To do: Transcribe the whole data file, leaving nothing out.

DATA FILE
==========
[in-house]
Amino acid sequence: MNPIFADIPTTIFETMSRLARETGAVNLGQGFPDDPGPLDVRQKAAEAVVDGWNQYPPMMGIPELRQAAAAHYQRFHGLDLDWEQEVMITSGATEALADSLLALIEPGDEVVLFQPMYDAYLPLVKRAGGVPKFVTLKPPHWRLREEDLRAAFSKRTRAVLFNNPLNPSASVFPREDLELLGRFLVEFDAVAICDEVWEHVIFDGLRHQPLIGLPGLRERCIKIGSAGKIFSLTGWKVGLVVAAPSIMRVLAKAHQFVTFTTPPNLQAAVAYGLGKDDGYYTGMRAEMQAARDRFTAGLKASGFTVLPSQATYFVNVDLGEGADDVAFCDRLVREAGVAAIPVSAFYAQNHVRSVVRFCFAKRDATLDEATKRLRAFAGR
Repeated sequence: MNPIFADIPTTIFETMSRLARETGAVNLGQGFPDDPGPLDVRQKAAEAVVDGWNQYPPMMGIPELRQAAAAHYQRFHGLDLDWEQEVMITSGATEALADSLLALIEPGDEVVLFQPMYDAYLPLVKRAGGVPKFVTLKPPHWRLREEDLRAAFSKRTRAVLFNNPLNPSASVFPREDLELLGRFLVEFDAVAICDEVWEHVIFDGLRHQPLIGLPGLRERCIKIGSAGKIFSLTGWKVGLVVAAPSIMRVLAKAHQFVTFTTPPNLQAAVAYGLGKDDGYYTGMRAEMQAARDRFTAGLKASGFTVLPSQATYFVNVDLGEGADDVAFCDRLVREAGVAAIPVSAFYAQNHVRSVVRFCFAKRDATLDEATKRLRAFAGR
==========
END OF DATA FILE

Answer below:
[in-house]
Amino acid sequence: MNPIFADIPTTIFETMSRLARETGAVNLGQGFPDDPGPLDVRQKAAEAVVDGWNQYPPMMGIPELRQAAAAHYQRFHGLDLDWEQEVMITSGATEALADSLLALIEPGDEVVLFQPMYDAYLPLVKRAGGVPKFVTLKPPHWRLREEDLRAAFSKRTRAVLFNNPLNPSASVFPREDLELLGRFLVEFDAVAICDEVWEHVIFDGLRHQPLIGLPGLRERCIKIGSAGKIFSLTGWKVGLVVAAPSIMRVLAKAHQFVTFTTPPNLQAAVAYGLGKDDGYYTGMRAEMQAARDRFTAGLKASGFTVLPSQATYFVNVDLGEGADDVAFCDRLVREAGVAAIPVSAFYAQNHVRSVVRFCFAKRDATLDEATKRLRAFAGR
Repeated sequence: MNPIFADIPTTIFETMSRLARETGAVNLGQGFPDDPGPLDVRQKAAEAVVDGWNQYPPMMGIPELRQAAAAHYQRFHGLDLDWEQEVMITSGATEALADSLLALIEPGDEVVLFQPMYDAYLPLVKRAGGVPKFVTLKPPHWRLREEDLRAAFSKRTRAVLFNNPLNPSASVFPREDLELLGRFLVEFDAVAICDEVWEHVIFDGLRHQPLIGLPGLRERCIKIGSAGKIFSLTGWKVGLVVAAPSIMRVLAKAHQFVTFTTPPNLQAAVAYGLGKDDGYYTGMRAEMQAARDRFTAGLKASGFTVLPSQATYFVNVDLGEGADDVAFCDRLVREAGVAAIPVSAFYAQNHVRSVVRFCFAKRDATLDEATKRLRAFAGR